Do you ever feel drained by your child’s high energy? Or are you trying to give your child enough outlets but are not sure how? If you’re a more introverted parent raising an extrovert child, you can relate to this.
How you feel: “Mommy needs some quiet time.”
How your child responds: “Well, I need some loud time.”
That’s how it feels sometimes—a constant push and pull between your child’s need for noise and new people, versus your need to quietly recharge.
You love people, and you love your child. But if your day is full of both, you may end up feeling so drained that you want to climb into a sound-proof, people-proof hole and close your eyes.
But your energies don’t need to play tug-of-war anymore.
Here are some ways you can make your introvert-extrovert, parent-child dynamic feel more balanced:
Tip #1. Create easier days by understanding your energy.
The terms introvert and extrovert can be misleading. Being an introvert doesn’t mean you’re anti-social. And being an extrovert doesn’t mean always being “on.” Both are just a different way of moving through life. You and your child will be more balanced when you honor your natural approaches.
The Child Whisperer will be an invaluable tool as you learn more about this.
Tip #2. Prevent meltdowns by honoring needs upfront.
Kids want their lives to be as happy as their parents do. They don’t throw fits for no reason (though it may seem they do). A meltdown is usually connected to more than the matter at hand, but kids may not yet have the skills to say so.
If your children get cranky, whiny, or defiant, look back at the whole day. You can usually see where they didn’t get enough social outlets to energize them.
The Child Whisperer can help you read the message behind the tantrum (and how to prevent it in the first place).
Tip #3. Resolve guilt and anger by meeting your own needs
Do you get upset with your child when you wish you wouldn’t? Ever feel resentful if you don’t get a quiet minute? It can happen when your needs aren’t met.
When you get anxious, grumpy, or impatient with your child’s high energy, that’s usually a sign that you haven’t taken care of yourself. Even one quiet minute alone during a busy day can help you regroup.
Instead of guilting yourself for getting upset, identify your need and meet it.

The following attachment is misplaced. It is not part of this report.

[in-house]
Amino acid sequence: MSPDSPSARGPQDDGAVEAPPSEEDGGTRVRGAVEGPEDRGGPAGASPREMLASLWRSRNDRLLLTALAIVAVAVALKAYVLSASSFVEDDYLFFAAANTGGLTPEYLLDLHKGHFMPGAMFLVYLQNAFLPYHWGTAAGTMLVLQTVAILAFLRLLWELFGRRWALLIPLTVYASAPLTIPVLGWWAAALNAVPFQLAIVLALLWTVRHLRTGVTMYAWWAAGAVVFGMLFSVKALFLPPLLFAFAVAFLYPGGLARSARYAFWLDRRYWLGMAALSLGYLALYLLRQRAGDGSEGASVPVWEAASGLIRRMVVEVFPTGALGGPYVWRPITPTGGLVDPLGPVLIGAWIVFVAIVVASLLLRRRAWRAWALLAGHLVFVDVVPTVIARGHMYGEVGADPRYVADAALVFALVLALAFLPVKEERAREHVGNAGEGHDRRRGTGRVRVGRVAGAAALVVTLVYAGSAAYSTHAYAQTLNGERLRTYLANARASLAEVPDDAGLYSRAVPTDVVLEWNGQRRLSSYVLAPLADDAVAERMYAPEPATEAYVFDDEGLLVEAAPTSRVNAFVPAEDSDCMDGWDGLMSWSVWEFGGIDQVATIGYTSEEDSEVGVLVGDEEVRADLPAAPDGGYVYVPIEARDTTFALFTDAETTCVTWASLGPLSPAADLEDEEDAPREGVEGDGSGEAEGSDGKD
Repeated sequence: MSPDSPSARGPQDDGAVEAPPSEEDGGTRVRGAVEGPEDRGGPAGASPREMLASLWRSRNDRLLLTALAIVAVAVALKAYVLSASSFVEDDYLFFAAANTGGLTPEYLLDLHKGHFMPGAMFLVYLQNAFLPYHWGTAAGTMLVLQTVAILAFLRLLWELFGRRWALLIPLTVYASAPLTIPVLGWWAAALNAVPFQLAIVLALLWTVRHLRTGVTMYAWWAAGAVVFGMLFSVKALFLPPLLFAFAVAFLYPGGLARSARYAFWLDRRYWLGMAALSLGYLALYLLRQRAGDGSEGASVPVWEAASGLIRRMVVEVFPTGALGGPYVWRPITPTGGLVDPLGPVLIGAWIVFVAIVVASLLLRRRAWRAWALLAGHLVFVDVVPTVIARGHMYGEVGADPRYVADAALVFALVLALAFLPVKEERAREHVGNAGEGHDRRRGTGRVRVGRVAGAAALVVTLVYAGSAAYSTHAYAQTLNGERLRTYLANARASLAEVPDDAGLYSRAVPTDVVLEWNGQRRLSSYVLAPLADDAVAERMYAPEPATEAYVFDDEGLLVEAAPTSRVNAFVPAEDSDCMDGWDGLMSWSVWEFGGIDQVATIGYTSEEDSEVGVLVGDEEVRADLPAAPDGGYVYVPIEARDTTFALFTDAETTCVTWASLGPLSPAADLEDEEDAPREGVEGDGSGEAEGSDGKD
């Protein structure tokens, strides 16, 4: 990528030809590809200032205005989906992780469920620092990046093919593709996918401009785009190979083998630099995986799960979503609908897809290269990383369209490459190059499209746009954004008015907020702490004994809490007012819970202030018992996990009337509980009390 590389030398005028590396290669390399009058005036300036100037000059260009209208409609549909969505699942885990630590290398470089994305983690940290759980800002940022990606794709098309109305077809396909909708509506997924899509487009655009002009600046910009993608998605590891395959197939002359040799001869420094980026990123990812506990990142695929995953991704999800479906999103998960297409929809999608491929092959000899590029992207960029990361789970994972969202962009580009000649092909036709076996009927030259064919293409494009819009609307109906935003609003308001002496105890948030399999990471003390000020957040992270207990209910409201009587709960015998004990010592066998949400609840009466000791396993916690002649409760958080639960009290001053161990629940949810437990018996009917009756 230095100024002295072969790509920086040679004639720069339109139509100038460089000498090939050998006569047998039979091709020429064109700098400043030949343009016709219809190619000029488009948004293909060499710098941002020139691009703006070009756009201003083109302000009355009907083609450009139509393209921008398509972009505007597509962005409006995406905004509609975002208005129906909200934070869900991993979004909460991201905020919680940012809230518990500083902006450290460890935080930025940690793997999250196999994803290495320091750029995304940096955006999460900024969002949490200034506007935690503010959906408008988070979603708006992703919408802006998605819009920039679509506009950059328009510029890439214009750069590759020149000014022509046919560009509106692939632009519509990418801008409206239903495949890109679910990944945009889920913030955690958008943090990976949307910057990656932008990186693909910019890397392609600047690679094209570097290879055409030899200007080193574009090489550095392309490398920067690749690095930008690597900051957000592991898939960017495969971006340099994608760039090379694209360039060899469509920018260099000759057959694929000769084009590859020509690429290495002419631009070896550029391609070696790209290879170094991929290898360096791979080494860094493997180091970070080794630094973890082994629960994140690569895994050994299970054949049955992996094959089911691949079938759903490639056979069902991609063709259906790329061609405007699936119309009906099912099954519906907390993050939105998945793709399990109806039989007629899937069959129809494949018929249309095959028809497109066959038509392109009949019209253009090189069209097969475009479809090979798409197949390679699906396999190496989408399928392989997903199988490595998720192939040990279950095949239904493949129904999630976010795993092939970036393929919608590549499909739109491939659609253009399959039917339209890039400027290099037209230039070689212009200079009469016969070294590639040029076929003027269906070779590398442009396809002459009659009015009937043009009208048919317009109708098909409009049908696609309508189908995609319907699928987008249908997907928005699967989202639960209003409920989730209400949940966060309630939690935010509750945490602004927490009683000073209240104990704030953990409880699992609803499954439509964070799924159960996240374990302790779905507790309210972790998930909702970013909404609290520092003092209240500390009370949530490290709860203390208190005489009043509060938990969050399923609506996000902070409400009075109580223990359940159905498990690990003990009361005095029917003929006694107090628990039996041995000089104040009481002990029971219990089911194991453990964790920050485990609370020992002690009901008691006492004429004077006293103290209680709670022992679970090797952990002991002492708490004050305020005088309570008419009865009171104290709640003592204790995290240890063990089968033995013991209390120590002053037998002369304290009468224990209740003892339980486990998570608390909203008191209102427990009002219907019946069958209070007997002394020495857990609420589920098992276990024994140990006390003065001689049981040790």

Tip #4. Create daily joy by planning for “yes.”
You like a good plan. But your child wants something else. Right. Now.
And though you can teach them to identify what’s reasonable, the answer doesn’t need to be “no” or “wait” as often as you think.
Practice saying “yes” a little more often when your child wants to get messy or have friends over. Schedule “spontaneous” time—windows of time in which you plan to not have a plan so you can say “yes” more easily. Those times may bring you joy in unexpected ways.
When we engage our children positively as they are, they experience themselves as acceptable and worthwhile.
Tip #5. Give both of you breathers by making spaces.
Your extroverted child needs space—space to be social or space to explore.
And you need space—space to unwind or to re-center yourself.
Not only that, your quieter energy can feel like a drag to a high-energy child. Understand that as an introvert, you need to give your extroverted child some space! That space can give us both the breathers you need.
A little bit of space can look a million different ways. Get creative!
Tip #6. Experience the best by assuming the best
Extroverted children and introverted parents move through the world differently. But at heart, you both want the same thing—harmony, joy, and love.
Assume that’s where your child is coming from. In other words, when they express their big energy, know that they’re not trying to put you out or get under your skin. They’re just expressing who they are in the way they know how.
What are some ways you can implement these ideas in your life? Share in the comments!
If you’re an extrovert mom raising an introverted child, check this out!